Updated 2:45 p.m.
INDIANAPOLIS - Marvin Lewis doesn't see a likely scenario where the Bengals will be without both wide receivers Chad Ocho Cinco and T.J. Houshmandzadeh this season.
"I don't think that scenario would exist," he said.
Lewis made the remarks Friday at the NFL scouting combine, where he also said the club is going to focus on offense in the free-agency period that begins Feb. 27.
After addressing the local media, Lewis spoke to the national pool at Lucas Oil Stadium and said that quarterback Carson Palmer "is wearing me out every day" on the phone.
Lewis "Because he wants to win very badly," he said. "We've got to get more people around him. For awhile we knew how to win. We forgot that a little bit. We've got to get that edge back."
In three interviews that lasted nearly an hour, Lewis ranged from T.J. to the 3-4 and why the Bengals are sticking with the 4-3.
Although agent Drew Rosenhaus has been shopping Ocho Cinco, Ocho Cinco told Bengals.com last month that he would show up for voluntary workouts after not attending last year.
"Yeah, I've talked to him," said Lewis when asked if he'll see that commitment. "I don't get into Chad's moods. That's personal to Chad, our conversations. I do know he wants to have a better, more productive, healthy season than he did last year, and get back to the guy he was in '03, '04, '05, and make big plays, and make big catches and really be our bell cow, be a leader for us in every single way."
If the Bengals lose Houshmandzadeh, Lewis indicated they'd keep Ocho Cinco because he said it is unlikely the team would be without both of them
On the decision to put the franchise tag on kicker Shayne Graham instead of Houshmandzadeh: "It's a hard decision. I think where things are it solidifies that spot and now we have an opportunity to go out and compete for T.J. and Stacy (Andrews) and on down the line."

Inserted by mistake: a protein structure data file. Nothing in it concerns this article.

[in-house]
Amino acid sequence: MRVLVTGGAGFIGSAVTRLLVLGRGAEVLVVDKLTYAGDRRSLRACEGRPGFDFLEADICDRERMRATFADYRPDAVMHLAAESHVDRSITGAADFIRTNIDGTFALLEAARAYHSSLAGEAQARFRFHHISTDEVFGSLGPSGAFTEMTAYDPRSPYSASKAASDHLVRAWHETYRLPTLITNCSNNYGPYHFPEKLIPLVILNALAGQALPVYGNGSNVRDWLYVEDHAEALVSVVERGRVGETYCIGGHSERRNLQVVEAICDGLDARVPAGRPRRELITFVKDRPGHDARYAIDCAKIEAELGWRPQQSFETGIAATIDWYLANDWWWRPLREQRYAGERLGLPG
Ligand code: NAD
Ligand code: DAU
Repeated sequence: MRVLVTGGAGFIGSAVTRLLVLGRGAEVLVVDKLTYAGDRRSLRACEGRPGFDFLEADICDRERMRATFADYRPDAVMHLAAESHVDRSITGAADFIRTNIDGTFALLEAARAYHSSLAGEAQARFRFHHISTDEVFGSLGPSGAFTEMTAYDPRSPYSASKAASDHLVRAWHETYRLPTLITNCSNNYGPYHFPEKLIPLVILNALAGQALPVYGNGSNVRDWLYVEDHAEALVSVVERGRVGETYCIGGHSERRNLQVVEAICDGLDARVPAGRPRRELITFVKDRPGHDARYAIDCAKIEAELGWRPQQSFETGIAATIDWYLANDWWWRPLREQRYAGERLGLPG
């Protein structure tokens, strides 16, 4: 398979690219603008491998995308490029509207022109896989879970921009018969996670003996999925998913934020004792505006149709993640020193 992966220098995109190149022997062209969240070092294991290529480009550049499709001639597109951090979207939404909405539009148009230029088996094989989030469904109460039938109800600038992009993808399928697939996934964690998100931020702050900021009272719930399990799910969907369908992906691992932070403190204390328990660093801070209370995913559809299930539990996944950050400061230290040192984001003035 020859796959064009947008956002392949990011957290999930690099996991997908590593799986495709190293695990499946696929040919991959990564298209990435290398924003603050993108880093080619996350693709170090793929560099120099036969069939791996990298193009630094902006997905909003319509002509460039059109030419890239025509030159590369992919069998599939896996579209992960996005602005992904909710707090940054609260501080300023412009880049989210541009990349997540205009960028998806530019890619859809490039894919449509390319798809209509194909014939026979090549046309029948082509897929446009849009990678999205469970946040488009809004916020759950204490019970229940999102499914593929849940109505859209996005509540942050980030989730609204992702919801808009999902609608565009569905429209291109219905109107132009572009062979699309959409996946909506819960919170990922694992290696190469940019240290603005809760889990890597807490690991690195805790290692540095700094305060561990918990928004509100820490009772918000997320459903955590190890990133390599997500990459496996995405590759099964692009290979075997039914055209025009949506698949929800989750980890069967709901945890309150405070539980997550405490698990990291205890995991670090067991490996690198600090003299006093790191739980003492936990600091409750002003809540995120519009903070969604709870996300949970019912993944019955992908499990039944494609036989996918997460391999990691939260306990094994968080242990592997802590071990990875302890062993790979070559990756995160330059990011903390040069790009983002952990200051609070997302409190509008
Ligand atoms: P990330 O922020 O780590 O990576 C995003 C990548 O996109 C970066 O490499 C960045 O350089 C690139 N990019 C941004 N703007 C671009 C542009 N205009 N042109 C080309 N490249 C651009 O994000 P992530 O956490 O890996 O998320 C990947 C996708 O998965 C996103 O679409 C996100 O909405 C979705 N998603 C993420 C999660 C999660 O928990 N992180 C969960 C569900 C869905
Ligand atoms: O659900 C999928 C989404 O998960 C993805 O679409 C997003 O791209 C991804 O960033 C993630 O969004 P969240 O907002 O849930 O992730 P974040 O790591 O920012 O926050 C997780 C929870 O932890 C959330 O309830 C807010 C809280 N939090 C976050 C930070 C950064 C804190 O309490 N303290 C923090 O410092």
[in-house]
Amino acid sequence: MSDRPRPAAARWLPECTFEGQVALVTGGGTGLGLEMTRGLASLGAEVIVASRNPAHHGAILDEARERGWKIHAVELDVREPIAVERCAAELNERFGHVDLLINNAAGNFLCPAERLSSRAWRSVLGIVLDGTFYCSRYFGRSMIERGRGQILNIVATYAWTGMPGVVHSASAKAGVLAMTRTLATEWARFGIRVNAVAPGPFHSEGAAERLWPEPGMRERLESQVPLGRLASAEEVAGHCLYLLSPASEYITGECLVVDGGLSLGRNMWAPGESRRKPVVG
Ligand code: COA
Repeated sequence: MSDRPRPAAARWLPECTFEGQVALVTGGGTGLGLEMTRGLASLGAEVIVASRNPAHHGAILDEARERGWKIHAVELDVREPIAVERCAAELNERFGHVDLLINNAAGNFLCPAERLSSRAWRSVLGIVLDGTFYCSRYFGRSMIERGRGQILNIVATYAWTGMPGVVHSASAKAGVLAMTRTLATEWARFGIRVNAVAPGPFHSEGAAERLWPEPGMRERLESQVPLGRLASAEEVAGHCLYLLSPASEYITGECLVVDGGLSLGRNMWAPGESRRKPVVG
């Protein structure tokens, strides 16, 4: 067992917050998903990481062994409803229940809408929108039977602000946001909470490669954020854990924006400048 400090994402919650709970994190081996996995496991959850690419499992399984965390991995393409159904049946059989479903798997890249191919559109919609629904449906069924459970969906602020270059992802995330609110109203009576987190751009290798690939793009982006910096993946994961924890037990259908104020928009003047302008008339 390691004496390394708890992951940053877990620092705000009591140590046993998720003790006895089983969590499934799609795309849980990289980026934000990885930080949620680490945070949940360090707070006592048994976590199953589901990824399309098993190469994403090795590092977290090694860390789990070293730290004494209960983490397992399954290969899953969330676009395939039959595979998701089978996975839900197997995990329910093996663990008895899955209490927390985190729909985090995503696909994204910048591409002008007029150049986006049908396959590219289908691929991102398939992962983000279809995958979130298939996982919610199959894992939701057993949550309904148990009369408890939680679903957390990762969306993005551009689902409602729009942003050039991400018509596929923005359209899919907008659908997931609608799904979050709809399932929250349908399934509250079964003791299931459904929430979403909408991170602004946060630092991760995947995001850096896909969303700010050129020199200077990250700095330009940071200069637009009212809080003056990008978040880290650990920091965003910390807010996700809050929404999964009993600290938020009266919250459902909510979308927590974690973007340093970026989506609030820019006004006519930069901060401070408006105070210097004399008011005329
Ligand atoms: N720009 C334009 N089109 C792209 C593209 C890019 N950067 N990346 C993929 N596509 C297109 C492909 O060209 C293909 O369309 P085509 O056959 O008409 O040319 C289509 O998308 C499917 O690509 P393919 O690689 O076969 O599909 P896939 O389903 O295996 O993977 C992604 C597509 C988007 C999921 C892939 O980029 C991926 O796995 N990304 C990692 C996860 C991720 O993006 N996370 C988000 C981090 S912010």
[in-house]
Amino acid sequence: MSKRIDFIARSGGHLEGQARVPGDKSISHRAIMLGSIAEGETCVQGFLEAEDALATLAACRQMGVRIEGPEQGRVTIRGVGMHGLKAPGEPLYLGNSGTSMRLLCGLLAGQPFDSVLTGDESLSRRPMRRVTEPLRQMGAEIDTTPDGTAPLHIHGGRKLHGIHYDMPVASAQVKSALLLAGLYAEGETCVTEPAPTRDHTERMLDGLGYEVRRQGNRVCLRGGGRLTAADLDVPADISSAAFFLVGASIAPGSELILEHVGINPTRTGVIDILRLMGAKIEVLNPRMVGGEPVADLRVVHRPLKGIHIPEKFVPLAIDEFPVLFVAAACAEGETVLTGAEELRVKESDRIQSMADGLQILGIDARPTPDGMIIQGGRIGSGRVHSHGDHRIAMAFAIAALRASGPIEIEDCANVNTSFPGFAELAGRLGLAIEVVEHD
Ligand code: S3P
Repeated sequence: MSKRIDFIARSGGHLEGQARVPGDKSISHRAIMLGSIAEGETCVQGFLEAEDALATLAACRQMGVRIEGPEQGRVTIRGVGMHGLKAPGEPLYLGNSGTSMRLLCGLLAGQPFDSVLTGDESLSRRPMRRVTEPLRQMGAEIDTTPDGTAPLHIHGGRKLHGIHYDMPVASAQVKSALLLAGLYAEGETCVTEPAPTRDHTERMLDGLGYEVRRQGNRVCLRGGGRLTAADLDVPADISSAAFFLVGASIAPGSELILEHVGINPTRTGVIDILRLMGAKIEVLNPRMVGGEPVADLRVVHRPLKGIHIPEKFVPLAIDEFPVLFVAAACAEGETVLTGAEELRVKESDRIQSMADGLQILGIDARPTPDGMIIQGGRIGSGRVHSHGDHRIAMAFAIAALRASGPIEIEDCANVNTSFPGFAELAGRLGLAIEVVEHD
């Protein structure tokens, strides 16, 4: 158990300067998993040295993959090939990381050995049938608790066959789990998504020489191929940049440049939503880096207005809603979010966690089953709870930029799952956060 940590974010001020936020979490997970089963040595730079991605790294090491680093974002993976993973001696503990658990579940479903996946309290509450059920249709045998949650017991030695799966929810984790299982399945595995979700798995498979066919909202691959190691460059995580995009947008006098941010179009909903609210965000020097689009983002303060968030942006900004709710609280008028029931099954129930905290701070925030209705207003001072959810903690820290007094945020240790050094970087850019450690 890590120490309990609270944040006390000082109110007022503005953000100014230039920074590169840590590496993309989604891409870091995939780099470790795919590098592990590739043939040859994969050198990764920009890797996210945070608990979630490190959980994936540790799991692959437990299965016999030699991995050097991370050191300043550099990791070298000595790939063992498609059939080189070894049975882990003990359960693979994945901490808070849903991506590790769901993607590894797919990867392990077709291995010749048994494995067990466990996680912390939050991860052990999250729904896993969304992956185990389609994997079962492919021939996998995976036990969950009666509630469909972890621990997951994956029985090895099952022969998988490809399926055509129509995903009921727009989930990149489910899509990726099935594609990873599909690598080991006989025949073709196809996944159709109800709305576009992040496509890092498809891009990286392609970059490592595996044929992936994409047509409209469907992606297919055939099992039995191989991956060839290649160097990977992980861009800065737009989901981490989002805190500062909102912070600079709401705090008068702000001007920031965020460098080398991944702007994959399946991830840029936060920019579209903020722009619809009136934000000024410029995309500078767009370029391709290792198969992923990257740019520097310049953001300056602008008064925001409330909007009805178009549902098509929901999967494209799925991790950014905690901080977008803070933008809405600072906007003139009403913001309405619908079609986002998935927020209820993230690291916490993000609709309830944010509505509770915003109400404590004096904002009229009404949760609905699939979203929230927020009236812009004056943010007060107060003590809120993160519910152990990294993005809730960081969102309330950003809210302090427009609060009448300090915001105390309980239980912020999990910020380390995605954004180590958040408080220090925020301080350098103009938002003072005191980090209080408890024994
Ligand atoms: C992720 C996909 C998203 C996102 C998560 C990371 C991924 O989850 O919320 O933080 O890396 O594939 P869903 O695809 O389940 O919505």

Lewis says the Bengals have enough salary cap room to keep both Ocho Cinco and Houshmandzadeh, but he clearly is hoping he gets the Houshmandzadeh that came to the voluntary workouts before 2007.
"The other side of the T.J. thing is he's in a situation being tentative," Lewis said. "Hopefully we can get him signed to a longer- term contract that will allow him to go back and be the committed guy he'd been to in prior years."
"The relationship with T.J. is great. Hopefully we'll get him back and signed," said Lewis, who then expounded on the "tentative" comment. "We want our guys to have a commitment to be there in the offseason. That's important to me. It's helpful to our team as far as winning games. That was the biggest turnaround in our club in '03, '04, was the commitment of our players to be there and be on the same page with each other. Obviously the relationship with the quarterback is important when you play that spot. It's an important part of what we do. We've had a lot of cap allocation in our skilled spots on offense, so you need to reap the benefits of that."
Make no mistake. Lewis knows how much Houshmandzadeh means.
"T.J. means so much to me as well as the football team," he said. "He's a big part of my extension downstairs and even though half the time I'm chewing his butt about something, he understands where the envelope stops and when it's time to go back to being a good leader, and the tough guy that he is all the time. He's a good extension for Carson. T.J. has a great disposition about him. He is the guy that can probably reach everybody in the locker room and there is probably an air of respect about him."
Lewis ticked off the number of holes on offense and said the Bengals had to focus on filling them with either their own free agents or others.
"We've got some good young players (on defense) and we've got the draft upcoming, so I don't see where we go out and that's going to be a fit for us defensively," he said. "We have more apparent needs offensively, whether it be at tackle, center, running back, and obviously with T.J. in his situation."